Friday, November 2, 2007 - Page updated at 12:00 AM

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Movie Review

Impeccably crafted "Before the Devil Knows You're Dead"

Special to The Seattle Times

Movie review 3.5 stars

"Before the Devil Knows You're Dead," with Philip Seymour Hoffman, Ethan Hawke, Marisa Tomei, Albert Finney, Rosemary Harris, Brian F. O'Byrne.

Directed by Sidney Lumet, from a screenplay by Kelly Masterson. 117 minutes. Rated R for a scene of strong graphic sexuality, nudity, violence, drug use and language. Egyptian.

Scheduled to begin shooting his next film in January, 83-year-old Sidney Lumet has made 44 films in his 50-year career, specializing in ethically complex morality tales like "Network," "The Verdict" and "Q&A," to name just a few. His latest, "Before the Devil Knows You're Dead," yields all the dividends of a distinguished career. Watching this impeccably crafted melodrama, you feel grateful for a veteran filmmaker who serves a gripping story with a confident efficiency that's lean, mean and focused like a laser.

Now working exclusively with digital video and clearly relishing the medium's liberating convenience, Lumet makes even the trickiest scene look easy. He's on familiar ground here, with a New York tale of recklessness and ruin, but he can still rattle our nerves with consummate skill, making all the right decisions with a story about brothers destined by fate to make all the wrong ones.

A bluntly resonant opening scene sets up one of many dominoes that will fall as the time-shifting plot (by first-time screenwriter Kelly Masterson) unfolds. Andy (Philip Seymour Hoffman) — a real-estate accountant whose shady ethics are returning to haunt him — grunts through passionless sex with his wife, Gina (Marisa Tomei). It's soon revealed that she's having an affair with Andy's younger brother, Hank (Ethan Hawke), a divorced and aimless ne'er-do-well who, like Andy, is locked in a vice-grip of financial desperation.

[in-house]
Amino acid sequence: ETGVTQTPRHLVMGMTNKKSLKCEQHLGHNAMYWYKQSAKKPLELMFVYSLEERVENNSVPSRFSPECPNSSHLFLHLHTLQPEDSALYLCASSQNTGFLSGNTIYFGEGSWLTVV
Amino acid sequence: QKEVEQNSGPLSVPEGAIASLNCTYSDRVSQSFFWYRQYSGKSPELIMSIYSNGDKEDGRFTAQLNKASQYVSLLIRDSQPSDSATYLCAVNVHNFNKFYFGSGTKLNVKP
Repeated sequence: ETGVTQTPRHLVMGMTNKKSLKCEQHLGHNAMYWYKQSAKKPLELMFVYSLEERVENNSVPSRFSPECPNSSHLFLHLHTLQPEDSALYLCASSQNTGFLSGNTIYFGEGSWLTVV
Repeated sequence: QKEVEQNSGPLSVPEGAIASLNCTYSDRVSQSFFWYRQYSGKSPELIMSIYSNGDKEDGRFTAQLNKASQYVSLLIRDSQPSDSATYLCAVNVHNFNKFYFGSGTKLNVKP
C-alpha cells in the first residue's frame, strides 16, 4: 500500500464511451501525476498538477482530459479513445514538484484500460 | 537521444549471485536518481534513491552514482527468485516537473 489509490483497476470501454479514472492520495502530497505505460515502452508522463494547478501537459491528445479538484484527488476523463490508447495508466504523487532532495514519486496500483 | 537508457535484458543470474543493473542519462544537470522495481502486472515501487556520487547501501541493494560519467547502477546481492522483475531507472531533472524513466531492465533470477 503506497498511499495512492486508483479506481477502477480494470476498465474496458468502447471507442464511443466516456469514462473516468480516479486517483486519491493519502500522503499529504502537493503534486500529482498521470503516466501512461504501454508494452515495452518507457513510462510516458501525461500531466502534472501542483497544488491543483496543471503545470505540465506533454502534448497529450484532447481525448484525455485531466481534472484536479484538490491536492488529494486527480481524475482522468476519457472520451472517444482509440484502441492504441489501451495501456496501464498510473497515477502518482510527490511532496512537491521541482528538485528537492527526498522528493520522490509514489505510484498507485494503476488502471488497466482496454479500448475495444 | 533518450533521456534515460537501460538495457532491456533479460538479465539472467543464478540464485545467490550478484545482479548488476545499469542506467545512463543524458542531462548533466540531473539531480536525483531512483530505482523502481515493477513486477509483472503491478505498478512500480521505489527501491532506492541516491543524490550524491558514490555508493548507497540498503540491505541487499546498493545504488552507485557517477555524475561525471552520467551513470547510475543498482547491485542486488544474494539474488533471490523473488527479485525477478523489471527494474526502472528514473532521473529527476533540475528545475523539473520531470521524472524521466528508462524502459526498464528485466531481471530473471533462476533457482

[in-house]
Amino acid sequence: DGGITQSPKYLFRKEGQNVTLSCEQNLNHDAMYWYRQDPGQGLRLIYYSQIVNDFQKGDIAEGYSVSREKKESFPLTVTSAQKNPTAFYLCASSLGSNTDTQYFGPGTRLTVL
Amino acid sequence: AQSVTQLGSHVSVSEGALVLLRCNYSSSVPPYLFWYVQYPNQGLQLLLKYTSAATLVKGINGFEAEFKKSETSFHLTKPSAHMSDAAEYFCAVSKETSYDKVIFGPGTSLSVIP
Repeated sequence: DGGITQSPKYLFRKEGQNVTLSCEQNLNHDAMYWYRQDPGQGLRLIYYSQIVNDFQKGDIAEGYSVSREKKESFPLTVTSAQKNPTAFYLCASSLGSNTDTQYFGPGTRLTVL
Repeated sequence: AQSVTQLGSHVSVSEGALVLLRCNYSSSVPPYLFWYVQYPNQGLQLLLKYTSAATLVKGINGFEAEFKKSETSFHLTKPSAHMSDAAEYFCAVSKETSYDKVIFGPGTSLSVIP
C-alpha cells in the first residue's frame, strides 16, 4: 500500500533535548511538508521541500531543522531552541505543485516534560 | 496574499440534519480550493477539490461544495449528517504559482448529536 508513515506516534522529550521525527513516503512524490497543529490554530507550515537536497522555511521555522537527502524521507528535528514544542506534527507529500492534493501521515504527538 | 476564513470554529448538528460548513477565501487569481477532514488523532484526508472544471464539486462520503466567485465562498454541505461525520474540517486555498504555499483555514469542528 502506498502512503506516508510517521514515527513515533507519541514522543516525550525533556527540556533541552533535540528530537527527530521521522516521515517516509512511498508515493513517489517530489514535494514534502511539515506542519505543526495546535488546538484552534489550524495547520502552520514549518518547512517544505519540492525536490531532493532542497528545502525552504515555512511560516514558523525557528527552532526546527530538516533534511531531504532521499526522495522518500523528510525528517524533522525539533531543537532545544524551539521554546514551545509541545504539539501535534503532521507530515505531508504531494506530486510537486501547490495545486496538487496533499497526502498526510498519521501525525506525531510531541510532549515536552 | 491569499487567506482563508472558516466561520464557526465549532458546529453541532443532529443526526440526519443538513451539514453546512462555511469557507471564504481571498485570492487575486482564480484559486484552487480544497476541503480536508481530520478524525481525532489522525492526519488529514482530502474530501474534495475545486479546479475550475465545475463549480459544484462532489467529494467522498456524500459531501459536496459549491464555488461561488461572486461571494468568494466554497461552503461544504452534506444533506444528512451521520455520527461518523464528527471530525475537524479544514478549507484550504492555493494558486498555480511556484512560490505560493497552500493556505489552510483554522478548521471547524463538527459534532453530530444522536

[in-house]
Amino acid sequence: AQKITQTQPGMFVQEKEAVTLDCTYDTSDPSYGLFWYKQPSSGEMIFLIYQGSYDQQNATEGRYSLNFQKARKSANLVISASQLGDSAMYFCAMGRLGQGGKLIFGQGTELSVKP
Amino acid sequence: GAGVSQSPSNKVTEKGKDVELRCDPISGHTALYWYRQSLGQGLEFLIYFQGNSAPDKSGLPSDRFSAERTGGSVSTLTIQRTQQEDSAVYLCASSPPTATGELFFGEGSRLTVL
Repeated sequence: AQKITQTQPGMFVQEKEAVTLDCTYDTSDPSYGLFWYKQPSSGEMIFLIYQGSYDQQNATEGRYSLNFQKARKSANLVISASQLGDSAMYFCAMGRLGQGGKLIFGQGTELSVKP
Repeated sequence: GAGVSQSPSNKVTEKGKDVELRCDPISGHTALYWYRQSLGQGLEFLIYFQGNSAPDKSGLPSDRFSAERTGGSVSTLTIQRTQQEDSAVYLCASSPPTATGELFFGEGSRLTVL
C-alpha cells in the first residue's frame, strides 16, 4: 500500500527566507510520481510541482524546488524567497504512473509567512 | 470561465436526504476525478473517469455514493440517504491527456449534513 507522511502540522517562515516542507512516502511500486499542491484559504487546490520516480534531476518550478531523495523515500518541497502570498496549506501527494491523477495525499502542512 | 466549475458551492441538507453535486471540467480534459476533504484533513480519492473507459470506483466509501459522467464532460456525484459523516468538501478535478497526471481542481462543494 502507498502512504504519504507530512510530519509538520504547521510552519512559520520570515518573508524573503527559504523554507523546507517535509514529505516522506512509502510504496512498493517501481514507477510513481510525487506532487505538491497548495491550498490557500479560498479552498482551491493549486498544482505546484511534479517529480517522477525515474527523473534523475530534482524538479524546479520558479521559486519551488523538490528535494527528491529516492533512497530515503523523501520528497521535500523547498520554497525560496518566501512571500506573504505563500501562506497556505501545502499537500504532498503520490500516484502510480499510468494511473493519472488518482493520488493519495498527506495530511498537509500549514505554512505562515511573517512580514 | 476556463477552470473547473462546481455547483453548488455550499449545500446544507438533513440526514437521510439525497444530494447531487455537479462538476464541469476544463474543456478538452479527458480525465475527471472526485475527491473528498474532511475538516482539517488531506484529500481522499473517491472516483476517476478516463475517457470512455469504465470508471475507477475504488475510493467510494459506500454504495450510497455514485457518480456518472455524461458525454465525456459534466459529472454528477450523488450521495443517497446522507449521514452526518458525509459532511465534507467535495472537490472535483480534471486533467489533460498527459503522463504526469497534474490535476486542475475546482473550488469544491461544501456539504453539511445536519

Neither of these pathetic siblings is equipped to execute a plan that Andy thinks is foolproof: Hank will rob the strip-mall jewelry story owned by their parents (Albert Finney, Rosemary Harris), nobody will get hurt, and insurance will cover the losses. It all goes fatally wrong when Hank's accomplice (Brian F. O'Byrne) gets trigger-happy. But only when Lumet replays events from increasingly revealing perspectives do we realize the full extent of this deep-rooted family tragedy — one that echoes themes of moral corruption that dominate the director's finest work.

Further synopsis would only spoil the intensity of this unpredictable scenario, which corkscrews into blackmail, murder and deception so bleak that the film's Oedipal underpinnings feel like temporary relief from the brothers' self-inflicted chaos. And while Hoffman and Hawke excel in roles that are given just enough latitude to remain marginally sympathetic, Lumet is equally attentive to supporting players (including Amy Ryan and Michael Shannon), all of whom add vital details to the story's inevitable downward spiral.

Taking its title from the old Irish toast that begins with "May you be in heaven half an hour ... " — "Before the Devil Knows You're Dead" arrives at a gut-wrenching paternal decision of Shakespearean magnitude. You'll find precious little comfort here, but poetic justice has rarely been so devastatingly served.

Jeff Shannon:

Copyright © 2007 The Seattle Times Company


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